The LLoyd blog: hidden talent.

Relocation as a Strategy to Lure Candidate Talent

The current recruitment landscape has forced employers to pursue candidate centric hiring and consider talent outside their geo targets. A candidate centric approach puts the needs of the candidate first and focuses on building relationships with talent who are a quality fit for an organization. Traditional recruiting is employer centric and puts the company’s needs first, but the state of the current job market and low unemployment has altered this dynamic. Because candidates are now in control, they are able to be selective and may accept or reject a job offer based on their overall candidate experience. To broaden their talent pool, many employers are opting to offer relocation services to lure top candidates, especially to regions and industries where recruitment is highly competitive.

Career mobility programs have gained momentum with remote work options being built around satellite city hubs with scheduled in person face time built into an individual’s work schedule. At LLoyd, we are also seeing employers of all sizes willing to structure remote cultures rather than convince employees to uproot their lives and relocate. However, at Steinway Moving & Storage, LLoyd’s strategic partner for corporate relocation services and leadership contractors, business remains steady for employee relocations, particularly for Gen X workers who are the most likely of any age group to agree to relocate. An Indeed Survey reported that 65% of those born between 1965 and 1979 were willing to move for a new position, providing they liked the relocation city/state.  Even more recently, a OnePoll survey revealed that 75% of knowledge workers would leave the major cities they currently reside in if they could perform their work as well living elsewhere.

Matt Schwartzberg, Steinway’s President notes that moving is regarded as one of life’s most stressful experiences, surpassed only by death and divorce. Schwartzberg’s firm wants to remove stress from the relocation experience for both the candidate and the employer. “Our goal is to help companies get their recent hires into their new homes seamlessly so that their focus can be on making an immediate impact without distractions or disruptions to personal workplace productivity.”

Employers who build a relocation plan into their Talent Acquisition strategy must do their due diligence to provide the big picture to candidates so that they can make an informed decision. Surveys show that the better the candidate experience, the greater the chance of accepting. Employers must know the average cost of living for their region including housing costs (for renters, buyers, maintenance, insurance), groceries, dining out, recreation, medical care, household and personal goods, transportation (licenses, taxes, vehicles, insurance, fuel, commutation) and income and sales tax.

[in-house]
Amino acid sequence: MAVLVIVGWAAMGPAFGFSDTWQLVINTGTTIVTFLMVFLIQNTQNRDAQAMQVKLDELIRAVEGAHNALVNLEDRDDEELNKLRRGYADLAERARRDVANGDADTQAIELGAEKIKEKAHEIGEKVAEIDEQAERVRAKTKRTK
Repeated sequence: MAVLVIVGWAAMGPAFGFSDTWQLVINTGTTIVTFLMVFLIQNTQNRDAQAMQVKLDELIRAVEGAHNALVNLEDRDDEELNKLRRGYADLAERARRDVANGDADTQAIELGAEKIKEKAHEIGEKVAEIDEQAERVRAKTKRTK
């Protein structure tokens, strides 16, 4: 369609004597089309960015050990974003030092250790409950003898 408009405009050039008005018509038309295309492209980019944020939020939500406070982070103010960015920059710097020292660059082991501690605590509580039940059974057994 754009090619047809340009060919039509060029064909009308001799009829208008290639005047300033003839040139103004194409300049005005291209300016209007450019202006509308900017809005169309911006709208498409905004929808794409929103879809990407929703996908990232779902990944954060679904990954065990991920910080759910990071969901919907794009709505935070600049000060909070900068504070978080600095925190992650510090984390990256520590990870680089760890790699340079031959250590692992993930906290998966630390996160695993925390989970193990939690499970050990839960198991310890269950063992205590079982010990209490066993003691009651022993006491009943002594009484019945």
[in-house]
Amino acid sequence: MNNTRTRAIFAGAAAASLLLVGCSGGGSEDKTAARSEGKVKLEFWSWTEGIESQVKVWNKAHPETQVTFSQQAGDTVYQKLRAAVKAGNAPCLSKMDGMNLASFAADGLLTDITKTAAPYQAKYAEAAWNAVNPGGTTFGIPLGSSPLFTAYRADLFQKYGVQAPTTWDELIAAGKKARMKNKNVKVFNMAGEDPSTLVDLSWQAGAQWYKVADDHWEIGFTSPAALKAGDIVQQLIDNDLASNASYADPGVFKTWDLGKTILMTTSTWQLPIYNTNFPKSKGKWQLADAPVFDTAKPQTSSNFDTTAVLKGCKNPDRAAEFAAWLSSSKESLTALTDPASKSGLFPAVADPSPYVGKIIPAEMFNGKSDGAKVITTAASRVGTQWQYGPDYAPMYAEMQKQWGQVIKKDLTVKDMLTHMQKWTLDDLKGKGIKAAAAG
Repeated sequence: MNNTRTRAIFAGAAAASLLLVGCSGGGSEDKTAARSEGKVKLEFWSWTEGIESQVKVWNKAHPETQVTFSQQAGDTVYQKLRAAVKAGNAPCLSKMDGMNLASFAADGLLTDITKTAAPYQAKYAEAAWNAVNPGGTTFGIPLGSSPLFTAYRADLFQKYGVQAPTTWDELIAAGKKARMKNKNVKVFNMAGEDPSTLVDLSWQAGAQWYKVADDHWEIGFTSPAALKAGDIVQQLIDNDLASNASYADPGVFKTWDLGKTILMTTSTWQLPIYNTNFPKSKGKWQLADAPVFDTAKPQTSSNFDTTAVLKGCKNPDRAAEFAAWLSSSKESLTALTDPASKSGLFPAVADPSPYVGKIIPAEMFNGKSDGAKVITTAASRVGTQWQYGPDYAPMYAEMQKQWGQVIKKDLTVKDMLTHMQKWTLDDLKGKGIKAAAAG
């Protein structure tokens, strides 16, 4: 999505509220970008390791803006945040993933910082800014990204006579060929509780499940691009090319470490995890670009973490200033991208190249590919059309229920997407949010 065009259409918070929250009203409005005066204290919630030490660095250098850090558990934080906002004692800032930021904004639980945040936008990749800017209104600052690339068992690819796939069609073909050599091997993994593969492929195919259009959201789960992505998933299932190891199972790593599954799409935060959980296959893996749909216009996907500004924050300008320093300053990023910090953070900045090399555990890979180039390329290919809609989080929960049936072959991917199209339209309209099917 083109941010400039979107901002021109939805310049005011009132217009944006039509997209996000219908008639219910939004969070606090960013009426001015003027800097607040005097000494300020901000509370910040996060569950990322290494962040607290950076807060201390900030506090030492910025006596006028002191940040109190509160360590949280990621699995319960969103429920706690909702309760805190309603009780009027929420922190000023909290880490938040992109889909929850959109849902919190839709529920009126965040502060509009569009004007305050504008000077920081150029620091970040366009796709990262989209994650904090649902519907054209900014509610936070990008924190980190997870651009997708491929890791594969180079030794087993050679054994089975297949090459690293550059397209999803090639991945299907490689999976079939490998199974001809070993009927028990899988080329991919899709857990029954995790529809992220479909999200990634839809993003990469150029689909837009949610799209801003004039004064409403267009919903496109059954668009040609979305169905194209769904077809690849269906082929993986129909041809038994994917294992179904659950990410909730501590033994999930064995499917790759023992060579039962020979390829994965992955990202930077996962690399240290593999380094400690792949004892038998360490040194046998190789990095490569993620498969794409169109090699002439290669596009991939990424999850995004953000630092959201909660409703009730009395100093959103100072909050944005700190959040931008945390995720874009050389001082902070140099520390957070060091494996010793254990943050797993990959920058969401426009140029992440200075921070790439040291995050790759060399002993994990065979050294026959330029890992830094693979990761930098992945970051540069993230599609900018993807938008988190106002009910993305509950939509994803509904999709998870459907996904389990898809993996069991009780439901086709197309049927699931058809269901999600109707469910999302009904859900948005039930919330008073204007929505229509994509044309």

A PWC study revealed that less than half of all enterprise employers have a formal mobility plan/policy.   Basic features of a Relocation Program include:

  • Reimbursement expenses associated with the physical move including packing, moving and storage in the destination city
  • Reimbursement for move-related property transactions (real estate fees, some or all of the closing costs)
  • Any costs relating to turning on/off of utilities at both ends of the move
  • The cost of moving one or more vehicles

Optional but typically negotiable items include:

  • Costs for house hunting trips (usually one or two)
  • Transportation Costs to the destination city and/or car rentals
  • Temporary housing varying from 30 to 90 days
  • Storage fees for household goods until the new residence is ready

Matt Schwartzberg notes that most small companies offer lump sum payments to their new employee and some have preferred vendor programs catering to executive level and title – for example pack and unpack are more likely for C-Suite hires. His firm provides a Move Coordinator who is the employee’s move manager and in tiered programs there may also be a Concierge who helps unpack, organize and set the new home up efficiently.   An employee who is given a lump sum, which is a popular strategy, chooses his or her own moving firm and pricing is determined by weight of shipment, destination, packing and so. Schwartzberg indicates that the bulk of employee relocations happen between Memorial Day and Labor Day to accommodate school schedules when younger children are involved.

His firm, Steinway Movers, does local, regional and national moves and handles storage around the country, especially when there is a short term home (temporary residence) and then a final destination upon closing.  Candidates who have lived through a relocation process are quick to tell you that you should know exactly what the company will cover before accepting an offer because afterward it will be too late to negotiate. Candidates are usually asked to sign a relocation contract or repayment agreement indicating that if they leave their new employer or are fired with cause, before a certain amount of time (generally two years), they will be required to repay the money spent to relocate them. One satisfied candidate told us, “There is no better time for a new employer to show you how much they value you than at the time of a relocation discussion. It will tell you a lot about their culture and employee value proposition and offers insight on how you are likely to be treated once employed!”

Any kind of career move involves some level of risk, when relocation is part of that, the risk grows in size. But job candidates may want to think about this quote attributed to Nelson Millarspeaks a leading networking blogger as they make their decision.

“If you don’t take risks, you will always work for someone who does.”

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